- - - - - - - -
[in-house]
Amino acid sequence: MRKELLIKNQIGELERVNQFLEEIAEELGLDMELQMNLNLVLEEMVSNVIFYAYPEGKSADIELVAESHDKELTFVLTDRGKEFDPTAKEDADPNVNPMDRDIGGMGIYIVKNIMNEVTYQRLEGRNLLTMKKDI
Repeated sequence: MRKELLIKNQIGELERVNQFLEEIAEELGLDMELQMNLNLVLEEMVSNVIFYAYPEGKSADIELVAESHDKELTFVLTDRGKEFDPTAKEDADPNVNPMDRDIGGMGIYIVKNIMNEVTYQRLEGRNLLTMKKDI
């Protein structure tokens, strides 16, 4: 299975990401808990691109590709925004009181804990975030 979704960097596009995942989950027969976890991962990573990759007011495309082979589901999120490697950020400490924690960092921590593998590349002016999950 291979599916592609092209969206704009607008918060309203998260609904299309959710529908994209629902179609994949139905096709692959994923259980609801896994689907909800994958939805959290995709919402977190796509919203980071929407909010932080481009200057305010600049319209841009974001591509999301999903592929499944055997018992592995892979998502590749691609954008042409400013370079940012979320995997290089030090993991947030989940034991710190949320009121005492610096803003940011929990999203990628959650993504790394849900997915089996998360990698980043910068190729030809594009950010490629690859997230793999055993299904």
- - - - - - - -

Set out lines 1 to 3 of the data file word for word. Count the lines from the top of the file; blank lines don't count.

[in-house]
Amino acid sequence: MRKELLIKNQIGELERVNQFLEEIAEELGLDMELQMNLNLVLEEMVSNVIFYAYPEGKSADIELVAESHDKELTFVLTDRGKEFDPTAKEDADPNVNPMDRDIGGMGIYIVKNIMNEVTYQRLEGRNLLTMKKDI
Repeated sequence: MRKELLIKNQIGELERVNQFLEEIAEELGLDMELQMNLNLVLEEMVSNVIFYAYPEGKSADIELVAESHDKELTFVLTDRGKEFDPTAKEDADPNVNPMDRDIGGMGIYIVKNIMNEVTYQRLEGRNLLTMKKDI